25 Look, some lawyer stood up, he examined him, he said: Teacher, Inheriting the life of the aeon involves doing what? 26 He said to him: Torah says what? How do you read? 27 He answered, He said: You will love haShem your Elohim out of the whole of your heart: in the whole of your life, in the whole of your strength, in the whole of your intellect. and: Your neighbor as yourself. He said to him: Rightly you answer. Do this. You will live. 29 He wanted to be strictly observant. He said to Joshua: And who is my neighbor? 30 Taking up the discussion, Joshua said: Some guy was going down from Jerusalem to Jericho. Bandits fell on him; after they stripped him, and beat him, they went away they abandoned him half dead. 31 By coincidence, some priest went down in that road; he saw him; he went past him. 32 Likewise a Levite, up against the place; came; saw; went past. 33 Some Samaritan journeyed, came up against him. He saw; he felt it in the pit of his stomach. 34 He came to him, bound his wounds, poured on oil and wine, placed him on his own donkey, led him into an inn, took care of him. 35 And on the next day he gave two denarii to the host he said: Take care of him. Whatever you spend besides, I, when I come back, I will repay you. 36 Who of these three neighbor (does it appear to you) became of the one fallen on by bandits? 37 He said: The one doing mercy with him. He said to him, Joshua did: Walk You You do likewise.
Three years ago, I explored the conversation between Jesus and the Torah expert. You can find that Provocation at https://provokingthegospel.wordpress.com/2016/06/29/a-provocation-eighth-sunday-after-pentecost-luke-1025-37/
A Question or Two:
- What do you actually know about priests or Levites?
- How much of that is simply stereotype, built up of generations of inattentive storytelling?
Some Longer Reflections:
This year I notice the story that Jesus tells, the one about “some priest…, likewise a Levite…, and some Samaritan….” This is a regular storytelling form: it’s not a particular priest, it’s just some guy who is a priest. Likewise the Levite and the Samaritan are not pictured as typical, or exemplary, or as anything special at all. They just happen to be on the road that one random, accidental day.
It does, however, matter that the priest and Levite have a painful responsibility: they must avoid corpse uncleanness, and as a result, they cannot touch the man lying on the road. It is possible that these two men are rats; it is possible that they would not have helped him if they could. But Jesus does not even hint at this sort of moral coldness. If anything, he presents them as being caught between their moral heart and their duties to the community. Otherwise, why introduce the whole rigmarole about a priest and Levite?
If that is the basic tension in the story, then the bite of this parable is that it is a darn good thing that there are Samaritans in the world: people of another community, another language, another religion, strangers pictured as enemies.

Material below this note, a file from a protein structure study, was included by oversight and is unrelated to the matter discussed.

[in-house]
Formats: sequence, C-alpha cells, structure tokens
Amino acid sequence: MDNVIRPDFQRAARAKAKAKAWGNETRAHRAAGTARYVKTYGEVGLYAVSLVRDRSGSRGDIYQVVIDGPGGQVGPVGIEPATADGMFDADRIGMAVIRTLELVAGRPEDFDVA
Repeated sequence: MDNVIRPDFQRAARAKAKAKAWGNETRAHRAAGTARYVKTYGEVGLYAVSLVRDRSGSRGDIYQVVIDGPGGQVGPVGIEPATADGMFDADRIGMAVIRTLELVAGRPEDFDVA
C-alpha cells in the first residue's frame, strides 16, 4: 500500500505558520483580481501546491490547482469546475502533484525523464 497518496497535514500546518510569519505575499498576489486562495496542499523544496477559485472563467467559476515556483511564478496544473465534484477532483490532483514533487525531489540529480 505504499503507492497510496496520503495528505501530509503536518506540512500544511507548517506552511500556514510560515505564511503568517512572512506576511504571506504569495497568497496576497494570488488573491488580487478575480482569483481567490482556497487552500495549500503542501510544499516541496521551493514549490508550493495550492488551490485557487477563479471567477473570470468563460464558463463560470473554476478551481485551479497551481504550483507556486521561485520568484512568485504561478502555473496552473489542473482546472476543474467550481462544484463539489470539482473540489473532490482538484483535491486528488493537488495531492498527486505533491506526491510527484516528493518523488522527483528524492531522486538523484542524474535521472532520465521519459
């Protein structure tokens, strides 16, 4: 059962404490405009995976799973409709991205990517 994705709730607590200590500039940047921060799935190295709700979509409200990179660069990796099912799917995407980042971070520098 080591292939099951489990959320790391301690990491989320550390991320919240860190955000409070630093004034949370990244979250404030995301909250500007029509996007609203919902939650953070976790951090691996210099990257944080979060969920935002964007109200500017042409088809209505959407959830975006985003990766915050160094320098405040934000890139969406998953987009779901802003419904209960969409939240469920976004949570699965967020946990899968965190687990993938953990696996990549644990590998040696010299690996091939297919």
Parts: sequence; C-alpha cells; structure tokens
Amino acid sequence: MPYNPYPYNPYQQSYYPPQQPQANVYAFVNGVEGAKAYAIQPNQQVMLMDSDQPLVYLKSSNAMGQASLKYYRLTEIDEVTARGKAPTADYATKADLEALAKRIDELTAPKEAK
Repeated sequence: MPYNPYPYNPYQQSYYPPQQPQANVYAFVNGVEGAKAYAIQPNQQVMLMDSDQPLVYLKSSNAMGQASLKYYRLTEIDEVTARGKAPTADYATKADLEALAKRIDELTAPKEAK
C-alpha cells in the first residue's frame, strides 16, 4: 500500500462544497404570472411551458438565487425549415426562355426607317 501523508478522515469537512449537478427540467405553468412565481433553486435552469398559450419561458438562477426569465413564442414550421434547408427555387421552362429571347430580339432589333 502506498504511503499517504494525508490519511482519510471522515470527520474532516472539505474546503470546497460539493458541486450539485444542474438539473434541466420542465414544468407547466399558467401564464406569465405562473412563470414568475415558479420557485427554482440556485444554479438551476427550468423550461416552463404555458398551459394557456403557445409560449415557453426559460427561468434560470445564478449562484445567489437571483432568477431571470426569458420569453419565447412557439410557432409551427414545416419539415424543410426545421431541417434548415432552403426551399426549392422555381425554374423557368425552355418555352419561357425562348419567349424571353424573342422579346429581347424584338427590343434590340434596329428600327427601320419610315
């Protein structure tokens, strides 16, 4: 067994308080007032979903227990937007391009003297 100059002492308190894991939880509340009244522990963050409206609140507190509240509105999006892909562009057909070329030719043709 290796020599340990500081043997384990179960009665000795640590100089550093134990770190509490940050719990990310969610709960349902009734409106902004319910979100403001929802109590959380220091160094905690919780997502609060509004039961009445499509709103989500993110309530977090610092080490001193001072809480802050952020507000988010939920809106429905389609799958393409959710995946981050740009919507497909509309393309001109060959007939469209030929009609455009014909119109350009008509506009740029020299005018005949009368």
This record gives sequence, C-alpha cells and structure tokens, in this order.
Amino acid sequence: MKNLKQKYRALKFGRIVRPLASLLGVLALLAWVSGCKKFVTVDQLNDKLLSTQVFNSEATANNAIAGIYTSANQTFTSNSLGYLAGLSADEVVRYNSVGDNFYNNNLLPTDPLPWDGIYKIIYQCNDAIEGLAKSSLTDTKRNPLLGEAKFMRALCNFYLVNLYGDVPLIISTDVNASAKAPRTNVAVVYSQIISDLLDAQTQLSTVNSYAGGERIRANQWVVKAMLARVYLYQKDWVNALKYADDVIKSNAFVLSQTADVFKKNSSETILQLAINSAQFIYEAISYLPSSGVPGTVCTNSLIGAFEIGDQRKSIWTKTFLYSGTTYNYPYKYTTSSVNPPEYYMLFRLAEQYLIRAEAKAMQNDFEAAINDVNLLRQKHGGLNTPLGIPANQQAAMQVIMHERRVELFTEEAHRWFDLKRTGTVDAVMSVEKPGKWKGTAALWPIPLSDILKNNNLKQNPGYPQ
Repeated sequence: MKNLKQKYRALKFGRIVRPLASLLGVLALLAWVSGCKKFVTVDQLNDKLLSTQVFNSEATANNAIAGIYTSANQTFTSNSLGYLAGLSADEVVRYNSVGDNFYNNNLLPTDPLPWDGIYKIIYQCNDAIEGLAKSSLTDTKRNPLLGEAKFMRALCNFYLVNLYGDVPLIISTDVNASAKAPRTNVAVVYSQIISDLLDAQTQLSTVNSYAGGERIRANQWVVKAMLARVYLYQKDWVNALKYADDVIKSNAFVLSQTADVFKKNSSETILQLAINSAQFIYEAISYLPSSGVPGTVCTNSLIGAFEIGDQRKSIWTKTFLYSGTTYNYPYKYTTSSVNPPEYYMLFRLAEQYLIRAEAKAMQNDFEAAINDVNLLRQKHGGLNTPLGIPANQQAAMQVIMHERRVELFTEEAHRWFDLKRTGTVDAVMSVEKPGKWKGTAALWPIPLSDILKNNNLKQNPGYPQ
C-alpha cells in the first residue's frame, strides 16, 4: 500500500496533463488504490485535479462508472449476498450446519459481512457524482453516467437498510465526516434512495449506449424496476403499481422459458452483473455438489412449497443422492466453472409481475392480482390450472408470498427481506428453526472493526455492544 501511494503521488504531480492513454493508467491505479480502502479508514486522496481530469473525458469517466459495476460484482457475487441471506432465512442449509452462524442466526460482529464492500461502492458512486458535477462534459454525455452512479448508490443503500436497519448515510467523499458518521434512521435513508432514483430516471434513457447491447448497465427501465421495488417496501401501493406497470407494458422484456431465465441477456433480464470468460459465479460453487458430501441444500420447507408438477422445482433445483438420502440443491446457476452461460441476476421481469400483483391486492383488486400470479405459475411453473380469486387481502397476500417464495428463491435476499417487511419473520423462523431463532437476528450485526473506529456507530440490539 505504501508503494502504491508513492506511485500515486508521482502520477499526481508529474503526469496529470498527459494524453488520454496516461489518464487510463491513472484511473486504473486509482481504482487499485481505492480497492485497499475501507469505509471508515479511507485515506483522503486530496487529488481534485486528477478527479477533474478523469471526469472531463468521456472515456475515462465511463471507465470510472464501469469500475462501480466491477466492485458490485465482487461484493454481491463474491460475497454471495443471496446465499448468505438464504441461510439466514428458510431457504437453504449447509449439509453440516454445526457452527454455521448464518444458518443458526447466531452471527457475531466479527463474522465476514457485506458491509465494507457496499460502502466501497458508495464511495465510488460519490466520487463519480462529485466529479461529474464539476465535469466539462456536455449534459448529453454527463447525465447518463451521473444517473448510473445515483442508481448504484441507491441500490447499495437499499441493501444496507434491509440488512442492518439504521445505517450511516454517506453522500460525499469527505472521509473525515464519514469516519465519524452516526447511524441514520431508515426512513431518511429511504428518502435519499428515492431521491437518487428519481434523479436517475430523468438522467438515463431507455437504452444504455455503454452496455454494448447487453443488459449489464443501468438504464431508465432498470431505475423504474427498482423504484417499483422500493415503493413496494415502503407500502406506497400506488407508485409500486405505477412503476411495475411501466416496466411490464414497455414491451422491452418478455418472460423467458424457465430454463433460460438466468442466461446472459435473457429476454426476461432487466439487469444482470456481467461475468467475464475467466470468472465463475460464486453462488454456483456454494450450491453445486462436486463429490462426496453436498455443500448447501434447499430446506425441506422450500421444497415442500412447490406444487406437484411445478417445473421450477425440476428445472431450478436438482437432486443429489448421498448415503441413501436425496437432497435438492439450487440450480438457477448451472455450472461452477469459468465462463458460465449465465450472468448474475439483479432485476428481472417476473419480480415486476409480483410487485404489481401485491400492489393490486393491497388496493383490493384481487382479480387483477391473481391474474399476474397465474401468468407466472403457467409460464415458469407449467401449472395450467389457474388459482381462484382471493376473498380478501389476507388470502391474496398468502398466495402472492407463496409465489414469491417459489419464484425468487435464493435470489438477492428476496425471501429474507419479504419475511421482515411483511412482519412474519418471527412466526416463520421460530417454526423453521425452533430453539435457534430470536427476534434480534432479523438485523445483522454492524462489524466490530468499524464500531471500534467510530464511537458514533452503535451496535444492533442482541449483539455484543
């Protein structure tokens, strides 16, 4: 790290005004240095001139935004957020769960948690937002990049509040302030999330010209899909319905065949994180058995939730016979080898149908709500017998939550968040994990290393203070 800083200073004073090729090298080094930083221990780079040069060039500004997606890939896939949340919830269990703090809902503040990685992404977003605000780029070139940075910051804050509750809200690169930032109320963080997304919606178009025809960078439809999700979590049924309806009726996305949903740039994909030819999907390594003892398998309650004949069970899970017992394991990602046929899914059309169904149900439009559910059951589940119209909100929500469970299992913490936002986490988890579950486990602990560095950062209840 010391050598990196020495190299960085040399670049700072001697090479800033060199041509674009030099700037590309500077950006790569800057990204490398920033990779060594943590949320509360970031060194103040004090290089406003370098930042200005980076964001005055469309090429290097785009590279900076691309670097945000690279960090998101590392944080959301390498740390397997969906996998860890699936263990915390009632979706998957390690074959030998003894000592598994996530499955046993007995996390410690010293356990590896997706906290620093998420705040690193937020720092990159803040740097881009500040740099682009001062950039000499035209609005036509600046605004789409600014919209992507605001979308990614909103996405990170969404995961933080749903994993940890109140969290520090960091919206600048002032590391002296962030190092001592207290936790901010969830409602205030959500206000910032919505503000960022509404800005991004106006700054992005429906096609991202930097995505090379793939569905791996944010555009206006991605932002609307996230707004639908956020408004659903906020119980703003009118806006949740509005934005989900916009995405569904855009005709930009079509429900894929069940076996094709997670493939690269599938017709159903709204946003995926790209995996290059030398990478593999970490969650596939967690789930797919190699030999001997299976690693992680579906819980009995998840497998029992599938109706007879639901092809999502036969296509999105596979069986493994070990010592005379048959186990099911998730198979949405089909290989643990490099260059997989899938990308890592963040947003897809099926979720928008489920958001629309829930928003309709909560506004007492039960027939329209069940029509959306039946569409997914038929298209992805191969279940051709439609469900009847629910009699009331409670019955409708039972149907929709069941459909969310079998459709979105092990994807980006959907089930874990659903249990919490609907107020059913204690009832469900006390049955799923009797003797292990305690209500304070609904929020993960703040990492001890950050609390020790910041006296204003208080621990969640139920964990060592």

But no matter how you read these matters, the story is simply about becoming neighbor to the man lying on the road.
Becoming neighbor may well involve urging people to act as neighbor to people in need. The priest might well have done that, and the Levite, too. Becoming neighbor may also involve living a life shaped by warm and considerate observance of Torah, or of any proper religious practice of life. Again, both the priest and Levite might very well have lived lives shaped by the principles taught in the Torah and the prophets, even the prophet Isaiah (chapter 1) who taught that God did not care for religious ritual, opulently performed, but cared for how people treat widows and orphans, the poor an powerless among them. The priest and the Levite might well have protected widows and orphans, even while also guarding their religious duties to the community.
But this little story is not about what “might well” have been done generally. This little story is about what actually WAS done to the one man who actually WAS lying by the side of the road, left for dead. As the Torah expert wisely says: the one who became neighbor to the man lying on the road was the one who actually did mercy with him. Actual doing matters.
This puts a sharp point on this parable, especially these days when there are people lying by the side of the road, or dying in the desert, or washing up on the shore of the Rio Grande, these days when people who provide water or other help for such neighbors are faced with jail time.
This is a strange time for acting as actual neighbors. But that doesn’t change the point of the parable. It cuts through all our excuses about our customary practice, our usual public statements, and asks if we are doing mercy. Or not.
As Jesus says, you do likewise. So do. Actually.